Students of USMH study within a former landmark of Hagerstown, MD, with a longstanding and proud history. The facility is located in the renovated Baldwin Complex in downtown Hagerstown. The original building was built in 1790 as the Globe Tavern. It later became the Baldwin House Hotel and eventually was home to Leiter’s Department Store, which was purchased by Routzahn’s Department Store. The complex had been vacated since the 1980s and was in disrepair when the State purchased it and began renovation in 2001. The original structure was renovated and maintains the Italianate style. This section of the facility provides office space in what were once hotel rooms. A contemporary addition allows space for state-of-the-art classrooms and computer labs.
The completed renovation with the addition is 77,000 square feet. It boasts 44 offices, 22 classrooms, four interactive video network (IVN) classrooms, six computer labs, two nursing labs and a library/media center.USMH opened in January 2005 with three universities offering seven undergraduate and five graduate programs.
The Globe Tavern occupied the site where the University System of Maryland at Hagerstown (USMH) now stands. Due to its good location along the National Pike, now referred to as U.S. Route 40, The Globe was a popular inn, and hosted some famous guests, most notably our first president, George Washington.
As Hagerstown grew, The Globe Tavern was demolished, and a new, more spacious hotel, The Washington House, was built. The four-story Washington House dominated the Hagerstown skyline for 23 years and eventually was demolished in the Civil War era. After the Washington House’s demise, the Baldwin house was built and is now part of the current USMH building.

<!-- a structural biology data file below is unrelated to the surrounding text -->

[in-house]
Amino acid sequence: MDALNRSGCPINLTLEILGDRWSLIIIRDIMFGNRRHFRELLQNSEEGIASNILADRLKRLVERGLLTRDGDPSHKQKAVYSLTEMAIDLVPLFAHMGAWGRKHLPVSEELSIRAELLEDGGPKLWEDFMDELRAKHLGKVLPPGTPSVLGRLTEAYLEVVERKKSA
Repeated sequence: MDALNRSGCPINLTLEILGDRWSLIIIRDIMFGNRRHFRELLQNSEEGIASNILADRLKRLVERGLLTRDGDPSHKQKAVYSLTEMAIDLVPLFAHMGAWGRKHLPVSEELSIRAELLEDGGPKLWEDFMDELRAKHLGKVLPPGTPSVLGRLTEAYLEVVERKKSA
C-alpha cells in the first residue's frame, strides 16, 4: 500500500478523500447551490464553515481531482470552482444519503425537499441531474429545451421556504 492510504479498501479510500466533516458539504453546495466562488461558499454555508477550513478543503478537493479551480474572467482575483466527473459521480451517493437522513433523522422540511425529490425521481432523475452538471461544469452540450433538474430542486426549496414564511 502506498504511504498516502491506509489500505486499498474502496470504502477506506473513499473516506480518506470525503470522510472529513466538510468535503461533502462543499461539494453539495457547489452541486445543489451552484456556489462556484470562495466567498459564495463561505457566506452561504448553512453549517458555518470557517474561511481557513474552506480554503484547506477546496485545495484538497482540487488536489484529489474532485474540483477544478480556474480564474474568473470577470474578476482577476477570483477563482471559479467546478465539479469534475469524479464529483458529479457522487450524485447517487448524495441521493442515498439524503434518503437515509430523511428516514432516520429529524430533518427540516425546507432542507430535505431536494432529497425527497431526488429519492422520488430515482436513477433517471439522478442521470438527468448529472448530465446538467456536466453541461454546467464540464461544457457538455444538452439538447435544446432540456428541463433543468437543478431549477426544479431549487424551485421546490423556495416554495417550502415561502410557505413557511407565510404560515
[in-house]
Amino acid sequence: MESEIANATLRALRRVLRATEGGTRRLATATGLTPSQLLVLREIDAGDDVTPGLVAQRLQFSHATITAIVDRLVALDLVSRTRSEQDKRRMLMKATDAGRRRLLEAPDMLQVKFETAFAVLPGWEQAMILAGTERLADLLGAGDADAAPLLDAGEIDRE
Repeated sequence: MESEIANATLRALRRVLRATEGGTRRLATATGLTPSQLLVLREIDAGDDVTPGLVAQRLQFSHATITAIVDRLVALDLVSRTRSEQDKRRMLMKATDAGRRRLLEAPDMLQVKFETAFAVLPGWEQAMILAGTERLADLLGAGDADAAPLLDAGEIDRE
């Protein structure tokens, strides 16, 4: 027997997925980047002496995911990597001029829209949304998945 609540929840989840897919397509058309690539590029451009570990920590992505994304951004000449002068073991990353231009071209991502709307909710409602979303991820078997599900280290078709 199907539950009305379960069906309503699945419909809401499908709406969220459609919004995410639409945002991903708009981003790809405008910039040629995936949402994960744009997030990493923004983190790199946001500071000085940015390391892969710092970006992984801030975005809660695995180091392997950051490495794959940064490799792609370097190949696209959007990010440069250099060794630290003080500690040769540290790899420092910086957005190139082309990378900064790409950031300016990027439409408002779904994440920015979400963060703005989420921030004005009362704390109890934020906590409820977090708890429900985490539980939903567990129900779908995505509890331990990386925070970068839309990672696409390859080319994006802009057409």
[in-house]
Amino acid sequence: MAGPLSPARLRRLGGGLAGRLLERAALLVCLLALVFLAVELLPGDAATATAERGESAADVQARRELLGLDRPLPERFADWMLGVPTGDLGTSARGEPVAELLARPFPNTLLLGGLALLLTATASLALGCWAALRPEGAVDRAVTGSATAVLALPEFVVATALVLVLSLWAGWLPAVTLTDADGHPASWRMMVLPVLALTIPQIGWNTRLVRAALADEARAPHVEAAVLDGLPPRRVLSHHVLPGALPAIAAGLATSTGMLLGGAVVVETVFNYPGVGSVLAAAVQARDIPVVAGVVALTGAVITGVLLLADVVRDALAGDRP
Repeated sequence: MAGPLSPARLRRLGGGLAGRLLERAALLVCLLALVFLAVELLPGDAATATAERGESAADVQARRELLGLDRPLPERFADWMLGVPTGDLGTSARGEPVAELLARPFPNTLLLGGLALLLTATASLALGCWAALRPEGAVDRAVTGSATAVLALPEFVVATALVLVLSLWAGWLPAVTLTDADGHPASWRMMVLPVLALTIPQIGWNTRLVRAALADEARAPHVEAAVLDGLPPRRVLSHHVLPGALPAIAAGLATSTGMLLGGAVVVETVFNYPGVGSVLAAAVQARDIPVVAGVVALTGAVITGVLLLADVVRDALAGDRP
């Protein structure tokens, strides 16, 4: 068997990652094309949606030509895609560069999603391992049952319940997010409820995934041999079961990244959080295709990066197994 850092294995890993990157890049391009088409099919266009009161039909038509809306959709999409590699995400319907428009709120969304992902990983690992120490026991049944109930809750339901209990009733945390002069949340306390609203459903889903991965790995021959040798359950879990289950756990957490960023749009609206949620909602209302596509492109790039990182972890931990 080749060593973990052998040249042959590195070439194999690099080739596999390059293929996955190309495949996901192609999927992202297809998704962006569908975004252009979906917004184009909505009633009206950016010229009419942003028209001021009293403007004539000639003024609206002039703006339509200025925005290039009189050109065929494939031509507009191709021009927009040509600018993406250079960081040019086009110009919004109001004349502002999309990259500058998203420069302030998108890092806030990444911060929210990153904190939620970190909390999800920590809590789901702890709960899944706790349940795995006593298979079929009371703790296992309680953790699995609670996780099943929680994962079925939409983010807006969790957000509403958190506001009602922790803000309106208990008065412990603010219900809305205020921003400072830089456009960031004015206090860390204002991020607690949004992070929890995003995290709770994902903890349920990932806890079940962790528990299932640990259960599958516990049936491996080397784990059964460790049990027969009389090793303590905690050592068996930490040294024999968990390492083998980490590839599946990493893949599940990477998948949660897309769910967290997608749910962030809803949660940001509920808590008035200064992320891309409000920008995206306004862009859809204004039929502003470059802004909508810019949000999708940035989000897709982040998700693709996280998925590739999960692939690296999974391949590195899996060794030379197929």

Built in 1880, the Baldwin House served as a grand hotel with many new and modern amenities for its guests including a large theater called the Academy of Music. Many guests stayed in its spacious and well decorated rooms, and throughout the twentieth century it served many functions.
In the 1990s, the building had fallen from its glory and many wondered what would come of the facility. The University System of Maryland submitted a proposal to house its new higher education center in the building and the proposal was accepted. The old Baldwin House was to be beautifully restored and transformed into a new home for higher education.
Combining modern with old world design, the current building is an architectural feat. With its majestic five-story windows and its open floor plan, the modern addition is visually astounding, and the original sections have been restored with historical accuracy and grandeur. The USMH center is an architectural achievement in downtown Hagerstown.
Excerpted from, “The Baldwin Story,” by Alan N. Clingan